Of course CD Projekt Red reported having 20-25% more piracy (4.5m) for their major title of the year (Witcher 2) than either Call of Duty or Crysis 2
    * http://www.gamespot.com/news/the-witcher-2-pirated-45-million-times-cd-projekt-6346876

If those numbers are correct, I have to wonder where the Witcher 2 devs got their figures.

Comment: Somewhat Obvious Who Had It Pulled (Score 4, Insightful) 190

by PocketPick (#36282820) Attached to: Google Yanks Several Emulators From App Store

"While most speculate that one of the Big Three are behind the purge–Nintendo, Sony, or Microsoft"

Why even speculate which of the Big Three it was? The emulators were for:
  - Nintendo SNES
  - Nintendo Gameboy
  - Nintendo NES
  - Nintendo N64

Call me crazy, but if it wasn't pulled because of licensing issues, shouldn't it be obvious who would of had the beef with this guy?

Comment: Elimination of Load Times? Unlikely (Score 2, Insightful) 277

by PocketPick (#32132554) Attached to: Will Game Cartridges Make a Comeback?

'Imagine if you could marry the vast spaces of discs with the blazing fast speeds of solid state memory. Can you say "no more load times"?

Cartridges will result in somewhat lower load times, for sure, but the complete elimination? I highly doubt it - The terrains of games like Oblivion and Fallout still take massive amounts of time to render in memory, and then display on the screen...The bottleneck is not necessarily the time required to simply extract it off the DVD or Blu Ray disk it resides on.

As game creators push the limits further and further with the inevitable next generation of consoles, you'll find the limiting factor in how long it takes to get up-and-running has less and less to do with the choice of optical media vs. SSD.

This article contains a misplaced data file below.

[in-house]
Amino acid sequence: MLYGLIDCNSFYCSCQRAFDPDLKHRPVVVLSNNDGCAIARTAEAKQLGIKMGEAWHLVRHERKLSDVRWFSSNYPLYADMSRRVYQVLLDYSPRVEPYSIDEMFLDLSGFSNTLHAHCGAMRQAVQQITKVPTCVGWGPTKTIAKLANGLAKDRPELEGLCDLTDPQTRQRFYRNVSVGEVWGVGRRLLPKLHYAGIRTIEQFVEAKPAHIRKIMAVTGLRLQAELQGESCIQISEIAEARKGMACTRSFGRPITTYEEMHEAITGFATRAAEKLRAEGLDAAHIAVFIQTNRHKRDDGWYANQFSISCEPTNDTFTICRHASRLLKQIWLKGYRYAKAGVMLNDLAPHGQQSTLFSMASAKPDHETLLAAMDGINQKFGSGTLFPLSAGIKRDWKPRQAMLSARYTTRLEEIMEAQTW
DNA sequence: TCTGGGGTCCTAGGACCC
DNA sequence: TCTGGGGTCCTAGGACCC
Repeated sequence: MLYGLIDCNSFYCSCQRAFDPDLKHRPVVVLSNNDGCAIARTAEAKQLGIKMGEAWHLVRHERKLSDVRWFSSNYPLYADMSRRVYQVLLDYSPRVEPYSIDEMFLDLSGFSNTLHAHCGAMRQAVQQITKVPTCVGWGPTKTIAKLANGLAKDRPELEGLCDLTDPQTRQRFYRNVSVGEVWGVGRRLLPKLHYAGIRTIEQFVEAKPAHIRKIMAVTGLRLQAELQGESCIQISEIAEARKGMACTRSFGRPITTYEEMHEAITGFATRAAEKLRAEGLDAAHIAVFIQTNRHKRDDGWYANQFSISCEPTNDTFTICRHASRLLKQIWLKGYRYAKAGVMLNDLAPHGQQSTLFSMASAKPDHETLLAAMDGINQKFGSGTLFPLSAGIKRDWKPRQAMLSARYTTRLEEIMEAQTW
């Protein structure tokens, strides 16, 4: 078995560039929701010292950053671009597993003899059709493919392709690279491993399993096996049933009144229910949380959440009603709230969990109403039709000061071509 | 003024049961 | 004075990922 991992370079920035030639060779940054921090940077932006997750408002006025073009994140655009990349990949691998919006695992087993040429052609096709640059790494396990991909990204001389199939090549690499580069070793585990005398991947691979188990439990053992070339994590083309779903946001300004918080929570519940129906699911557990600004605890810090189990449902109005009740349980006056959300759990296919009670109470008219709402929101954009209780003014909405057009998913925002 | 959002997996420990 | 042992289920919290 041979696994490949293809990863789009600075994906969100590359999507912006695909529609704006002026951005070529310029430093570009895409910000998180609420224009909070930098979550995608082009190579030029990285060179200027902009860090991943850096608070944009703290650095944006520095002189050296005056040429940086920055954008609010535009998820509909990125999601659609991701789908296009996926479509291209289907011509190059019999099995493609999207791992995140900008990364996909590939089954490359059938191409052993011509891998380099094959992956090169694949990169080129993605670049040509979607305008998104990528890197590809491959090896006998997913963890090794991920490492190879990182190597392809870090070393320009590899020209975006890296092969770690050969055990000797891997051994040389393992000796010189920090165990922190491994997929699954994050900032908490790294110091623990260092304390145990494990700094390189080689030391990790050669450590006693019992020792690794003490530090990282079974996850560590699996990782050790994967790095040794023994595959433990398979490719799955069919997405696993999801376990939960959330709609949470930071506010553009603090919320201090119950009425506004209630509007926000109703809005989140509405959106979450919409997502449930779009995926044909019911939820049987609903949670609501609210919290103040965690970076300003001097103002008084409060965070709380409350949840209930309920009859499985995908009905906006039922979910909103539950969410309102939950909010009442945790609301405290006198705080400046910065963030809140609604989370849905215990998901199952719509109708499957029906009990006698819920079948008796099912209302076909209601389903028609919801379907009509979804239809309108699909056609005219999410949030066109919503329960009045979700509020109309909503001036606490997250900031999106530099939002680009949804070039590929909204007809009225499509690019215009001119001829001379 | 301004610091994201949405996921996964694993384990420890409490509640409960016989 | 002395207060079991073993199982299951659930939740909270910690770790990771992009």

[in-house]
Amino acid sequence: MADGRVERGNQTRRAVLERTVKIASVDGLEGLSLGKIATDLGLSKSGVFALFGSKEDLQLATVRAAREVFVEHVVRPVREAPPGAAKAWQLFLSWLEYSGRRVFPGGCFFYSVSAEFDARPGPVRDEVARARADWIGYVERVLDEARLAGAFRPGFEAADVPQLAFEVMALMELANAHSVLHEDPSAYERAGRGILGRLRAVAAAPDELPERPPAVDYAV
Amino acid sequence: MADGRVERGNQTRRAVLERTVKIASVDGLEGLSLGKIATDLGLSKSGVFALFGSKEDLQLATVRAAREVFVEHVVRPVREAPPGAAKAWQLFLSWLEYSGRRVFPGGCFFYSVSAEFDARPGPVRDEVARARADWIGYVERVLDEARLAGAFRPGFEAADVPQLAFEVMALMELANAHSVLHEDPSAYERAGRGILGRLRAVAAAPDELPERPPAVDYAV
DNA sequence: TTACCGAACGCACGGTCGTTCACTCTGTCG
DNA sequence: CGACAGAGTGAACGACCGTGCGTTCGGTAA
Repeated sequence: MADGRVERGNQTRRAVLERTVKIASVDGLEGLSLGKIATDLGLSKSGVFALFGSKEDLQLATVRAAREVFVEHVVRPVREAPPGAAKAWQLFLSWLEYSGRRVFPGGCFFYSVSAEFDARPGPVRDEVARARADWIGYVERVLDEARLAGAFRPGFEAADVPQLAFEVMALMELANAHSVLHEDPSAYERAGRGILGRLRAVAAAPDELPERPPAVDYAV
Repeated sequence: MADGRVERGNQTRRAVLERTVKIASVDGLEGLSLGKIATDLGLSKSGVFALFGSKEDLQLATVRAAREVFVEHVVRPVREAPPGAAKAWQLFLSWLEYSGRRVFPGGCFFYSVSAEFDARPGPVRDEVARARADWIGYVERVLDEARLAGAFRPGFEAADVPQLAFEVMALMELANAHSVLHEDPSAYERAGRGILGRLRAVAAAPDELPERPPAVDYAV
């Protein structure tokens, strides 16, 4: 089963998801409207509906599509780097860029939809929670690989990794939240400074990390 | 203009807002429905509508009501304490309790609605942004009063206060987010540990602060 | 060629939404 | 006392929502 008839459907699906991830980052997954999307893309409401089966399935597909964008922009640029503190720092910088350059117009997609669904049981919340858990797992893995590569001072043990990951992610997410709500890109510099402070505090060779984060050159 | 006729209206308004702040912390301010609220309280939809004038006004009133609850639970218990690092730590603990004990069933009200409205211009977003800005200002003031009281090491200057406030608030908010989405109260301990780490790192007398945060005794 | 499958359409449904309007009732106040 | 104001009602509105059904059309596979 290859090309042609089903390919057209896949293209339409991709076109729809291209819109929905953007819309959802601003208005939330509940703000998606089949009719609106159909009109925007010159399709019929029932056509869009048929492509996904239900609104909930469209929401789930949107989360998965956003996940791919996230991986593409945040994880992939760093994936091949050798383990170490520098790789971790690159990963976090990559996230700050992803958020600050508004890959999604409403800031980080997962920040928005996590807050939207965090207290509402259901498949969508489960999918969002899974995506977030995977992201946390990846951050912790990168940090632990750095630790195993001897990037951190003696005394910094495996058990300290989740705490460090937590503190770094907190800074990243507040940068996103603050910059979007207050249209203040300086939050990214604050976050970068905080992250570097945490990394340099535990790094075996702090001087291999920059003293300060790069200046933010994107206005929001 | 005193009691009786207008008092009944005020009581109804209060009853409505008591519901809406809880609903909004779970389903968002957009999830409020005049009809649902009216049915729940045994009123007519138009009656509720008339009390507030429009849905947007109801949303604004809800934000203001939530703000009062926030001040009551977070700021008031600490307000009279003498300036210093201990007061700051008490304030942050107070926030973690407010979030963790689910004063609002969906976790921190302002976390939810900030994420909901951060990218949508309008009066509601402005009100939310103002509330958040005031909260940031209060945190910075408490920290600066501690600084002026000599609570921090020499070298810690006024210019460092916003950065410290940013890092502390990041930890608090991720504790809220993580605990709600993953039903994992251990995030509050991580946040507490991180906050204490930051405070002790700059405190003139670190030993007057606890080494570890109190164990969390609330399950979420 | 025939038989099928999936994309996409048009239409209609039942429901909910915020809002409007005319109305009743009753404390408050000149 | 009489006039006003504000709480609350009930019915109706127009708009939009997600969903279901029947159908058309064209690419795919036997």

Comment: Complete waste of money (Score 2, Interesting) 25

by PocketPick (#30553110) Attached to: Twitter Buys Mixer Labs For Geolocation Services

I find it incredulous that they would throw money on the purchase of something such as this, given the fact their projected Q3 income for 2009 is just $400,000 with a staff of 75+ - Either they're paying ~$6000/year salaries, or just wasting the venture capital dollars they have on things which really can't improve the bottom line or resolve major issues their users truly have with their site.

Of course, they project $4 mil in sustained incoming for Q4 2009 and up to perhaps $1.5 billion by 2013 if you believe their estimates, though I have a hard time accepting that - Especially in a down economy like this which doesn't look to recover back to it's former pace for at least another year or two. Quite frankly, this has 1999 dot-com bust written all over it, complete complete with the ridiculous hype, overpriced acquisitions and no defined strategy for how to actually make money.

All we need now is an IPO

Comment: Re:Let me be the first one to ask it ... (Score 1) 1870

by PocketPick (#27631757) Attached to: Pirate Bay Trial Ends In Jail Sentences

In United States legal system, all things are weighed within the context of their predominate actual use. You have no idea what you're talking about.

If I had the heart to continue this debate, I would. But since you have no interest in posting facts to support your arguments, I will leave it at this.

The number of arguments is unimportant unless some of them are correct. -- Ralph Hartley